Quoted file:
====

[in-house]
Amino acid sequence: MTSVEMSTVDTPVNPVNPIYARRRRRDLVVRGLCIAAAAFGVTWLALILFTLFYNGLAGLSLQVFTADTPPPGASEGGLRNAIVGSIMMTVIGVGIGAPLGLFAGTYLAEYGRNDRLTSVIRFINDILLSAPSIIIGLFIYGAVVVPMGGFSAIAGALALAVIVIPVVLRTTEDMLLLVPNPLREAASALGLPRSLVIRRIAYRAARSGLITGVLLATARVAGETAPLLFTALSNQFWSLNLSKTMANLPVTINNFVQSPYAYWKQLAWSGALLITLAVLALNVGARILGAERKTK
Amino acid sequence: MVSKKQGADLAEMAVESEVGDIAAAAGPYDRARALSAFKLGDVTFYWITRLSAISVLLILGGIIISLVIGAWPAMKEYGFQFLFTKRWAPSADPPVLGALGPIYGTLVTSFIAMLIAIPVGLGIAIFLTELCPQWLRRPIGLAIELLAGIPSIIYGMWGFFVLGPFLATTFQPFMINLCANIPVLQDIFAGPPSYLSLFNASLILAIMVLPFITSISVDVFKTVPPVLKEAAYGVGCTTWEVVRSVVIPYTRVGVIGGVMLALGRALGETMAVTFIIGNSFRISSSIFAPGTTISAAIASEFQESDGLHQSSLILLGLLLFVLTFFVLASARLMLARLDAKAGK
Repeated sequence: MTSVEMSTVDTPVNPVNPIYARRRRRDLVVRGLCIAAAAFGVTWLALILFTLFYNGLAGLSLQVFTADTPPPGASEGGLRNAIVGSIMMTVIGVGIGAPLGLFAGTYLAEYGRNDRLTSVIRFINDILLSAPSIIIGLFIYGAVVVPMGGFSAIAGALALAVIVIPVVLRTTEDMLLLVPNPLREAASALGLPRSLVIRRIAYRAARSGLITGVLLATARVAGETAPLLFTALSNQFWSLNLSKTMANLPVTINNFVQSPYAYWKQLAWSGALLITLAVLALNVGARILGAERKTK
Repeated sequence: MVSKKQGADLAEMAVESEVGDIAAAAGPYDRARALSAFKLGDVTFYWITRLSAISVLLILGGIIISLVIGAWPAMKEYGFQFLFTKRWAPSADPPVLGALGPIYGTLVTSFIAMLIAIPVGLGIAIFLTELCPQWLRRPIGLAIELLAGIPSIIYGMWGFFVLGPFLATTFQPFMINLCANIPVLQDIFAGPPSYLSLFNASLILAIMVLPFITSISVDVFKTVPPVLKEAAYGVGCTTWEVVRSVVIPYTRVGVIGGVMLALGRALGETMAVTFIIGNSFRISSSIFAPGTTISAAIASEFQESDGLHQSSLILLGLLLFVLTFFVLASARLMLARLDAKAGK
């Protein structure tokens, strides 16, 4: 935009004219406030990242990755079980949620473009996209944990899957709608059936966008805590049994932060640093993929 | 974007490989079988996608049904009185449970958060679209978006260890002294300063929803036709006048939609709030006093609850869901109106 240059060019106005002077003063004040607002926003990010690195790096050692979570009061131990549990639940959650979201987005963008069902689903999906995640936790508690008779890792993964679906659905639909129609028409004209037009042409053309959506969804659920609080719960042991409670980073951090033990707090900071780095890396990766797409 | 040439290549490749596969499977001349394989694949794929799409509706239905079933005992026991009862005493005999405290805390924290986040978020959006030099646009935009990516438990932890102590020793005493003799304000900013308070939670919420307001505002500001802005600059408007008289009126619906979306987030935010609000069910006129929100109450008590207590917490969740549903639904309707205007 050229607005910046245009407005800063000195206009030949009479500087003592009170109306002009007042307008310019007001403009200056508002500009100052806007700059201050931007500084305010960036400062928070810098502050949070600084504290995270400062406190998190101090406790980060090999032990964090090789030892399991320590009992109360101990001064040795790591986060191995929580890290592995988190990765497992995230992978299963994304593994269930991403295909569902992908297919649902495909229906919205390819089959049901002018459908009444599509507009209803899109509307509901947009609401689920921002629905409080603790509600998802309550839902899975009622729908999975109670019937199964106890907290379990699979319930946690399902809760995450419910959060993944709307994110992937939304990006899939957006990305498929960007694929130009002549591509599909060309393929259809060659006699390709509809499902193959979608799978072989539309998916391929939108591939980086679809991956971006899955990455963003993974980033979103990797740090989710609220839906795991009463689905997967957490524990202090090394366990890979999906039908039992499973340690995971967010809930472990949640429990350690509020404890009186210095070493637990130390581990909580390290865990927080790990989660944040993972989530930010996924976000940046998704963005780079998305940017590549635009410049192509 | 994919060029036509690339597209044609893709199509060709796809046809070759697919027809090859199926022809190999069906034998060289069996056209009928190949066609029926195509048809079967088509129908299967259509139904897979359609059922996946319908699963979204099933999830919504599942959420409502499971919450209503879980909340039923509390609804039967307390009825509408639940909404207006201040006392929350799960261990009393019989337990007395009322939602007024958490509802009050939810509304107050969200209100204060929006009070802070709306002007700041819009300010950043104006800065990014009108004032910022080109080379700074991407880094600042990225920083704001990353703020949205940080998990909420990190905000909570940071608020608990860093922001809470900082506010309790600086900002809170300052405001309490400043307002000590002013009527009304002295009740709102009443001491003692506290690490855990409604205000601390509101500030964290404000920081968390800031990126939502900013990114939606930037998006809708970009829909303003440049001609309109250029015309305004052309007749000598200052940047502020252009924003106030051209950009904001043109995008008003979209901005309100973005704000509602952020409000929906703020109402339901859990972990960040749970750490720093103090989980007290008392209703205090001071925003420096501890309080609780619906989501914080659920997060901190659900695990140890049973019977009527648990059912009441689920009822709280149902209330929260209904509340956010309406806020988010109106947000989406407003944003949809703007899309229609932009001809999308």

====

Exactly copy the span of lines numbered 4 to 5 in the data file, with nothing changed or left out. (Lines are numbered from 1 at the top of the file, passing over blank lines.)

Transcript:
Repeated sequence: MTSVEMSTVDTPVNPVNPIYARRRRRDLVVRGLCIAAAAFGVTWLALILFTLFYNGLAGLSLQVFTADTPPPGASEGGLRNAIVGSIMMTVIGVGIGAPLGLFAGTYLAEYGRNDRLTSVIRFINDILLSAPSIIIGLFIYGAVVVPMGGFSAIAGALALAVIVIPVVLRTTEDMLLLVPNPLREAASALGLPRSLVIRRIAYRAARSGLITGVLLATARVAGETAPLLFTALSNQFWSLNLSKTMANLPVTINNFVQSPYAYWKQLAWSGALLITLAVLALNVGARILGAERKTK
Repeated sequence: MVSKKQGADLAEMAVESEVGDIAAAAGPYDRARALSAFKLGDVTFYWITRLSAISVLLILGGIIISLVIGAWPAMKEYGFQFLFTKRWAPSADPPVLGALGPIYGTLVTSFIAMLIAIPVGLGIAIFLTELCPQWLRRPIGLAIELLAGIPSIIYGMWGFFVLGPFLATTFQPFMINLCANIPVLQDIFAGPPSYLSLFNASLILAIMVLPFITSISVDVFKTVPPVLKEAAYGVGCTTWEVVRSVVIPYTRVGVIGGVMLALGRALGETMAVTFIIGNSFRISSSIFAPGTTISAAIASEFQESDGLHQSSLILLGLLLFVLTFFVLASARLMLARLDAKAGK